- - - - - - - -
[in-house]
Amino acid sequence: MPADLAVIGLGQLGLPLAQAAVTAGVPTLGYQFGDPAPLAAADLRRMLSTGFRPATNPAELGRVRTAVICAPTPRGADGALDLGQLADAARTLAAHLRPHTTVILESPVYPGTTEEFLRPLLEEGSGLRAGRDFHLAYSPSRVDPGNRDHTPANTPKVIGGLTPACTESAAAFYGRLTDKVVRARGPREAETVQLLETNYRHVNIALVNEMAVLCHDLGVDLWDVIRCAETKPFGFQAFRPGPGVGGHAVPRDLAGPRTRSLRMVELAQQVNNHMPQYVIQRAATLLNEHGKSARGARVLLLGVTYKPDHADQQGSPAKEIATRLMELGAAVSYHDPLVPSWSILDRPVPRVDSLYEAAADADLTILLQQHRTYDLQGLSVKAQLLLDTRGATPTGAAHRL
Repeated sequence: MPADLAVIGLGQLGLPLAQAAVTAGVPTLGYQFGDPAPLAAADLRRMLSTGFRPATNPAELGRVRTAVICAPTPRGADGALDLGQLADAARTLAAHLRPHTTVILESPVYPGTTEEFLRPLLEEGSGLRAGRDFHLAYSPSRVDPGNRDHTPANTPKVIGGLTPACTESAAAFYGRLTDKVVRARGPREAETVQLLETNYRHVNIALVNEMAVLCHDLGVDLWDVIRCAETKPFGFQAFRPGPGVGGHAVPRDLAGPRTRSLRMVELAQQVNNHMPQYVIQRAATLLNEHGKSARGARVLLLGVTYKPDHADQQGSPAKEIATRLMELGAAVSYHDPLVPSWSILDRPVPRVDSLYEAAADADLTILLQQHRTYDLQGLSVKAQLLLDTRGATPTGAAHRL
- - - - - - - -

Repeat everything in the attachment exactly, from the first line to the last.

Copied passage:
[in-house]
Amino acid sequence: MPADLAVIGLGQLGLPLAQAAVTAGVPTLGYQFGDPAPLAAADLRRMLSTGFRPATNPAELGRVRTAVICAPTPRGADGALDLGQLADAARTLAAHLRPHTTVILESPVYPGTTEEFLRPLLEEGSGLRAGRDFHLAYSPSRVDPGNRDHTPANTPKVIGGLTPACTESAAAFYGRLTDKVVRARGPREAETVQLLETNYRHVNIALVNEMAVLCHDLGVDLWDVIRCAETKPFGFQAFRPGPGVGGHAVPRDLAGPRTRSLRMVELAQQVNNHMPQYVIQRAATLLNEHGKSARGARVLLLGVTYKPDHADQQGSPAKEIATRLMELGAAVSYHDPLVPSWSILDRPVPRVDSLYEAAADADLTILLQQHRTYDLQGLSVKAQLLLDTRGATPTGAAHRL
Repeated sequence: MPADLAVIGLGQLGLPLAQAAVTAGVPTLGYQFGDPAPLAAADLRRMLSTGFRPATNPAELGRVRTAVICAPTPRGADGALDLGQLADAARTLAAHLRPHTTVILESPVYPGTTEEFLRPLLEEGSGLRAGRDFHLAYSPSRVDPGNRDHTPANTPKVIGGLTPACTESAAAFYGRLTDKVVRARGPREAETVQLLETNYRHVNIALVNEMAVLCHDLGVDLWDVIRCAETKPFGFQAFRPGPGVGGHAVPRDLAGPRTRSLRMVELAQQVNNHMPQYVIQRAATLLNEHGKSARGARVLLLGVTYKPDHADQQGSPAKEIATRLMELGAAVSYHDPLVPSWSILDRPVPRVDSLYEAAADADLTILLQQHRTYDLQGLSVKAQLLLDTRGATPTGAAHRL